Creating a Template

Prior to launching a cluster, you must configure a template with your settings. Configure the cluster template to match your environment settings. For most deployments, you need to modify only two sections: Provider and DNS configuration. Your cluster is configured to maximize performance, but if you need to transfer at higher speeds or transfer hundreds of thousands of files, see additional configuration suggestions in Performance Tuning.
  1. In the ATC Manager console, click Templates.
  2. In the row for the default template, EC2 Default, click the Action drop-down menu and click Duplicate.
  3. Edit the Provider section.
    Setting Description
    IAM Role The name of the role you set for the transfer nodes.
    AMI Identifier The unique identifier of the transfer node AMI.
    Instance Type Your AMI's instance type. Aspera recommends instance types with at least 7.5 GB memory and adequate network performance.
    Region The region where the cluster will be deployed. This has to be the same region where the S3 buckets are located that are accessed by the cluster.
    Subnet IDs The ID of your VPC subnet. Cluster nodes are distributed across the different subnets in a round-robin fashion.
    Security Groups The security group created for use by the transfer nodes.
    Availability Zone (Optional) Specify the specific zone or zones for launching a cluster. If not set, the cluster manager distributes the nodes across the availability zones in your chosen region.
    Elastic IP Addresses (eip_pool) The Elastic IP (EIP) addresses assigned to your cluster. EIP addresses are only needed if transfer clients require IP address whitelisting.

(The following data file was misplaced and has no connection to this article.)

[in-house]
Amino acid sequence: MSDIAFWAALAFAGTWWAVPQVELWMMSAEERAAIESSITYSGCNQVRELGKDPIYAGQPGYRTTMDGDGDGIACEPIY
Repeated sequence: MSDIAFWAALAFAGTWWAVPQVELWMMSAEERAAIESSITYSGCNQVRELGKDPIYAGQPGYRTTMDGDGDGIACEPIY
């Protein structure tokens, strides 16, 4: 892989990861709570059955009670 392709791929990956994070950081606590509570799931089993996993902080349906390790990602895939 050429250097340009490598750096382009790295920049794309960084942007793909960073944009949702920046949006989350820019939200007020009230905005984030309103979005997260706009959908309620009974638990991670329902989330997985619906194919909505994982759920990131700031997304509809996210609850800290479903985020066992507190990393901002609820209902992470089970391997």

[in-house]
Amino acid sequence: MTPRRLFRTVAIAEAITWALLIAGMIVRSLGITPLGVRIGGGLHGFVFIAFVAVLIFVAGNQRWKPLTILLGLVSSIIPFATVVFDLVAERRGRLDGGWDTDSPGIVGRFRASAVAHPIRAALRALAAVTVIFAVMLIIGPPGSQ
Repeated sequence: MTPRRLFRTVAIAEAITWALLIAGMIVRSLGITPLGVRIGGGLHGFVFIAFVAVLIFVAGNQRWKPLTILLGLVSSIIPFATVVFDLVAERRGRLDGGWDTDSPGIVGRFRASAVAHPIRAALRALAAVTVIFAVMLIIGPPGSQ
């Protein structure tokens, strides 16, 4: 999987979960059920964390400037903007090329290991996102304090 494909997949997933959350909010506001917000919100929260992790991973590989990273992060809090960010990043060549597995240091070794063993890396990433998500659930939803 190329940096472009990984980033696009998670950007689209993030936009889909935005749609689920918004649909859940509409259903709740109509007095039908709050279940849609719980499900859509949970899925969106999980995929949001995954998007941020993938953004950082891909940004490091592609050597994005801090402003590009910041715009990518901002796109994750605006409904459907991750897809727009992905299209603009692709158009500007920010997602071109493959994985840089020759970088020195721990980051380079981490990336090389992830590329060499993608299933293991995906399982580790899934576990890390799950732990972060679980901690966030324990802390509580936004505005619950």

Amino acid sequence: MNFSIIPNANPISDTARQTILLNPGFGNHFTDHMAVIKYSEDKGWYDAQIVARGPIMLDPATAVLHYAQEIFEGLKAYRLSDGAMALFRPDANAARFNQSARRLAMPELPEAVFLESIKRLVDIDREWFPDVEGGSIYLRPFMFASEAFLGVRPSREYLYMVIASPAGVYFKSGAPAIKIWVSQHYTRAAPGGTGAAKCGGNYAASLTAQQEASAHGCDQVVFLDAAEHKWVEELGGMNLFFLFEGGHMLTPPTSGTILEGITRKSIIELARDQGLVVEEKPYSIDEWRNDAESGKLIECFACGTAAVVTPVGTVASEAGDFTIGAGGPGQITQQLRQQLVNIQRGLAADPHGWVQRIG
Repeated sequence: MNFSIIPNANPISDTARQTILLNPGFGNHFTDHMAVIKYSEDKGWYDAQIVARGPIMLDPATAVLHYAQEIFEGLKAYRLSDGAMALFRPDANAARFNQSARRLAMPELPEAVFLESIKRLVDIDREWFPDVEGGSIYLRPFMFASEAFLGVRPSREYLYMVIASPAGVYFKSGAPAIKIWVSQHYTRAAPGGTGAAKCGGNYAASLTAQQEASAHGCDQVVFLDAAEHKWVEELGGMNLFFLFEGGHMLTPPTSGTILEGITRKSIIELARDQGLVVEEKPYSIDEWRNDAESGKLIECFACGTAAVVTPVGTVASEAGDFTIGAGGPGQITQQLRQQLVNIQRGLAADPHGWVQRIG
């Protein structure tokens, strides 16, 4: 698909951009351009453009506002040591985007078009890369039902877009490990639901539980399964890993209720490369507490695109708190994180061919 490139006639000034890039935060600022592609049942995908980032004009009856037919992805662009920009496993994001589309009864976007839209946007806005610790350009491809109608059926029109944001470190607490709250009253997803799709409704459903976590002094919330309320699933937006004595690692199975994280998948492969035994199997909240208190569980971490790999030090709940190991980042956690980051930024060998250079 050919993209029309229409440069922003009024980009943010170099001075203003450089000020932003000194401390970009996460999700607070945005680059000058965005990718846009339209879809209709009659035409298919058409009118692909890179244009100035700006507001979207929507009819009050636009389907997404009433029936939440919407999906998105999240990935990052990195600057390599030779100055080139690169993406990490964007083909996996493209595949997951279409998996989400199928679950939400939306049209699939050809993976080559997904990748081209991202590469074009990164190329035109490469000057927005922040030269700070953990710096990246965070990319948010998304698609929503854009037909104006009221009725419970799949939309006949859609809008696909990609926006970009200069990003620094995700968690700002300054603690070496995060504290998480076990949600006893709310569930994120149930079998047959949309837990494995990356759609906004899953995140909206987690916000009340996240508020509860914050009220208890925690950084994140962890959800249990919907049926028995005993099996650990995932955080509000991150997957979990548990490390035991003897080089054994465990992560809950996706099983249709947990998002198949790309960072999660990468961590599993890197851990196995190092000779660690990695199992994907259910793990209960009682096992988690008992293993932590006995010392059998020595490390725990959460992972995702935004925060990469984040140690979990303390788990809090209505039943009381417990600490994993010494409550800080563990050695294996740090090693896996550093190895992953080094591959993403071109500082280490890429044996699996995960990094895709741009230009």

Tags An array of key-value pairs that used to tag cluster node instances. You can define multiple tags. They are assigned to every new cluster node that is launched. ATCM automatically adds a tag "cc" with the DNS name of the ATC Manager instance as the value.
    Volume Size The size (GB) of the root partition of the transfer nodes. The default is 20 GB.
    Swap Volume Defines the volume size and volume type of the swap volume. For more information on available volume type, see the Amazon EBS Volume Types article on the AWS website:

    http://docs.aws.amazon.com/AWSEC2/latest/UserGuide/EBSVolumeTypes.html

    {
        "type": "AWS_EC2",
        "aws_credentials": {
            "iam_role_name": "node_iam_role"
        },
        "ami_identifier": "ami-identifier",
        "instance_type": "type.size",
        "subnet_ids": [
            "subnet-identifier",
            "subnet-identifier"
        ],
        "availability_zones": [ 
            "available_zone1",
            "available_zone2" 
            ]
        "security_groups": [
            "security_group"
        ],
        "key_name": "key_name",
        "eip_pool": "eip_address1, eip_address2",
        "region": "region",
        "tags": {
            "Department": "department",
            "Project_ID": "ID"
        }
        "volume_size": "disk_size"
        "swap_volume": {
            "size": volume_size,
            "type": "volume_type"
        }
    }
    For example:
    {
        "type": "AWS_EC2",
        "aws_credentials": {
            "iam_role_name": "atc-node"